News & Announcements

  • Mars Desert Research Station Crew 149 - Final Report

    Crew 149 brought together a diverse, professional crew of individuals from Belgium, Canada, Japan, Romania, and the United States.  Each of the members of our crew is dedicated to supporting the exploration and colonization of Mars.

    During our two-week rotation at the Mars Desert Research Station (MDRS), we demonstrated that even a group of ordinary people can be capable of rising to meet the challenges presented by a Martian analogue simulation.  Indeed, within the first 72 hours of our rotation, we experienced a propane leak, heavily degraded communications, loss of power for 24 hours, water rationing, heavy winds, and clogged plumbing.  I am pleased with the matter-of-fact way that my crew  reacted to these challenges.  These were not problems: These were opportunities for us to demonstrate our resilience and resourcefulness.

    Our main goal during our time at the MDRS, however, was to make a contribution to the growing body of knowledge that will one day make it possible to establish a permanent human presence on Mars. Crew 149 conducted the following research projects during our rotation:

    EVA construction materials and techniques

    Crew 149 constructed a 24' diameter dome structure with a trapezium framework and heavy-duty plastic sheeting exterior.  The individual framing poles were connected to cross and “t” fittings by means of clevis pins and retaining pins. The dome held up very well to the wind, but the unseasonably warm weather was its undoing.  The dome was very effective at retaining heat inside, and the internal temperature reached a point at which some of the PVC components softened and sagged.  After the tensile balance of the dome was compromised, the wind pressure on the dome caused one side to slump inward.  Crew 149 salvaged the dome by removing the outer covering and the lowest ring of vertical supports and relocating the dome to an area more sheltered from the wind.  The dome framework survived several more days before Crew 149 took it down to make room for other projects.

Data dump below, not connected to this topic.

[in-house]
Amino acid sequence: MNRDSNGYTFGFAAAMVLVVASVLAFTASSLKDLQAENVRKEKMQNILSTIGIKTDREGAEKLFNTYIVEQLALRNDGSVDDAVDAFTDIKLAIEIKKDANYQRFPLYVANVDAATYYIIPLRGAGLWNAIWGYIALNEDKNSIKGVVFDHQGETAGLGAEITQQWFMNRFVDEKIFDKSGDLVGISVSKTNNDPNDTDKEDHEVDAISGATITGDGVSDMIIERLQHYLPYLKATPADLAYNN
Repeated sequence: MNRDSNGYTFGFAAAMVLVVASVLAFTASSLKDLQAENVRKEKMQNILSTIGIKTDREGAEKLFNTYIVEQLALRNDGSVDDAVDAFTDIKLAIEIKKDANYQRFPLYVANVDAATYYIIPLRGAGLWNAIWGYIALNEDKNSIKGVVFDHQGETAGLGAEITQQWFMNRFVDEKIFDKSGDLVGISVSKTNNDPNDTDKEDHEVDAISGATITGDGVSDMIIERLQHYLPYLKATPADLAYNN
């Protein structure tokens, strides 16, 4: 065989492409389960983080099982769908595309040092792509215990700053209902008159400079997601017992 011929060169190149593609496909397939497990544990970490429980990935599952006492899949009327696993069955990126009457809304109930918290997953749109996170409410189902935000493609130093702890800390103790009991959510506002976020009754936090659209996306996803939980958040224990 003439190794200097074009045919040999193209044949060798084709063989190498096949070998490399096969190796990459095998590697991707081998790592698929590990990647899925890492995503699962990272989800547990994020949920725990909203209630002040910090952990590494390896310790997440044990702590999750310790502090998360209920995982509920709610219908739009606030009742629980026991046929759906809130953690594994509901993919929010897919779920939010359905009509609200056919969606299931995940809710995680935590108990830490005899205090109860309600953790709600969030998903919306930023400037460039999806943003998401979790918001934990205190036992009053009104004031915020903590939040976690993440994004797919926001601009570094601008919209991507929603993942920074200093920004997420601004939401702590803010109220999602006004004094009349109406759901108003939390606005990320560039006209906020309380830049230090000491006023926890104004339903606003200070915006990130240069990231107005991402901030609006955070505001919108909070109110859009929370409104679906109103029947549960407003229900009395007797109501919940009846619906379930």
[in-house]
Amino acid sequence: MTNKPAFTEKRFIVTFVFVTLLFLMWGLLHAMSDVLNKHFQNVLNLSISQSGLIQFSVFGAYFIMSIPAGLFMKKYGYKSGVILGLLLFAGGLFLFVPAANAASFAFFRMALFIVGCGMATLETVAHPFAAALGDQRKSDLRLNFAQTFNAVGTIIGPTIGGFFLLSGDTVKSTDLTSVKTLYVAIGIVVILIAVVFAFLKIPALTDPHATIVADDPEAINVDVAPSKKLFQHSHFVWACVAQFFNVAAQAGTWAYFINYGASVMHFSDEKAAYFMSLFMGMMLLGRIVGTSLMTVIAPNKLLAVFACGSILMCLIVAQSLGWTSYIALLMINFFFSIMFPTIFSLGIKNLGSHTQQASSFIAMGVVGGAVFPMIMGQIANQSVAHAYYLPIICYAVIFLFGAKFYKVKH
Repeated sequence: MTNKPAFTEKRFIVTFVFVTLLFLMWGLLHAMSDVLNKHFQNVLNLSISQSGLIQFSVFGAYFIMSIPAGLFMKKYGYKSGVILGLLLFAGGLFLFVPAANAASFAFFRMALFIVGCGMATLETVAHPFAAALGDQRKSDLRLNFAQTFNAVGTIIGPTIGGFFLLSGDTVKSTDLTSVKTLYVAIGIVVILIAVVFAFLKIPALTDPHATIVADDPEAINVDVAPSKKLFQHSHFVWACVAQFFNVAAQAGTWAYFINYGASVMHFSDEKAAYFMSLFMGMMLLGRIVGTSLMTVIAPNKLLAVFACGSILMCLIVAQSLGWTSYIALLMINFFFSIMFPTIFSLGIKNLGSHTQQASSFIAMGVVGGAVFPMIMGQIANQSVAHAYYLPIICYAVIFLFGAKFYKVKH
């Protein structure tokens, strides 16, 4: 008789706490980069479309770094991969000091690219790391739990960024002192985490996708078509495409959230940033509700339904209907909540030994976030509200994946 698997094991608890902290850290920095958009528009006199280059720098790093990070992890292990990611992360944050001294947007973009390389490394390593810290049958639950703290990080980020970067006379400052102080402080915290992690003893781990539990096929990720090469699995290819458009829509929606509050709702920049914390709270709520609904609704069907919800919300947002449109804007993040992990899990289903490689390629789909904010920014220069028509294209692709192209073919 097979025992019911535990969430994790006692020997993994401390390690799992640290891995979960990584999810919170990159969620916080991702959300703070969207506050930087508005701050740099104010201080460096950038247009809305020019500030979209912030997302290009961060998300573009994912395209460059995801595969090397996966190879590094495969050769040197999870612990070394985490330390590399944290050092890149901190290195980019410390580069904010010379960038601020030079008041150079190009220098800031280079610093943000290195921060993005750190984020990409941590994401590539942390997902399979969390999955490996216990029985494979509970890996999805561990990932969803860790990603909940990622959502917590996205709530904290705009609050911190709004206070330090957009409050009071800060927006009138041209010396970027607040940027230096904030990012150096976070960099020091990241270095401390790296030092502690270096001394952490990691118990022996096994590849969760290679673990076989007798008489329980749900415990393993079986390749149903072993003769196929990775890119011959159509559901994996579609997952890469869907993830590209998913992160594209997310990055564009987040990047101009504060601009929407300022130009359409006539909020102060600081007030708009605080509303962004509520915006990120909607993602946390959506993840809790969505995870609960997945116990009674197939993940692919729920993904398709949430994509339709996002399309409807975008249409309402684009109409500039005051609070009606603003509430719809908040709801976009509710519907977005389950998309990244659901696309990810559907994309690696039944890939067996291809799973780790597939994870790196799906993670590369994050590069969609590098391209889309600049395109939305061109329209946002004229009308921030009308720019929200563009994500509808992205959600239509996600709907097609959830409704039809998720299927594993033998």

To read the full report, please click here.

    Posted Feb 23, 2015, 9:04 PM by M Stoltz
  • Mars on Earth? What Life Is Like on the 'Red Planet’
    By Kellie Gerardi, 02.18.15

    Just beyond the faintest cellular signal in the Utah Desert, dwarfed by rock formations stained red from millennia of iron oxide dust, a white cylinder emerges. This is the Mars Desert Research Station (MDRS), one of the world's few analog Martian habitats, where a variety of national space agencies and scientists can simulate in situ resource utilization and analog Martian field research. 

    Most recently, the prototype laboratory has brought together me, Belgian NASA Ames researcher Ann-Sofie Schreurs, Canadian educator Pamela Nicoletatos, American Medevac pilot Ken Sullivan, German trauma surgeon Dr. Elena Miscodan, American lawyer and locally-elected public official Paul Bakken, and Japanese microbiologist Takeshi Naganuma. Together, we are MDRS Crew 149, immersed in a complete spaceflight simulation, living and working in an analog Martian environment. 

    We come from vastly different backgrounds and research areas, but our pilgrimage to the Martian habitat was predicated on the belief that space settlement is an achievable goal in our lifetimes. And we share a desire to help achieve that goal. 

    To read the full article, please click here.

    [Image: The Mars Society]

    Posted Feb 23, 2015, 9:00 PM by M Stoltz
  • Mars Society Facebook Page Surpasses 14K "Likes"
    We're pleased to announce that the Mars Society's official Facebook page has just surpassed 14,000 "Likes", continuing the organization's effort to reach out
    via social media to help educate people about the importance of Mars exploration and creating a permanent human presence on the Red Planet. Visit our Facebook page and get involved!

    Posted Feb 23, 2015, 8:54 PM by M Stoltz
  • Mars Desert Research Station Crew 148 - Final Report
    The following is the final report of Mars Desert Research Station (MDRS) Crew 148. A complete review of this year's activities at MDRS will be presented at the 18th Annual
    International Mars Society Convention, to be held August 13-16, 2015 at the Catholic University of America in Washington, D.C. Online registration is 
    now open.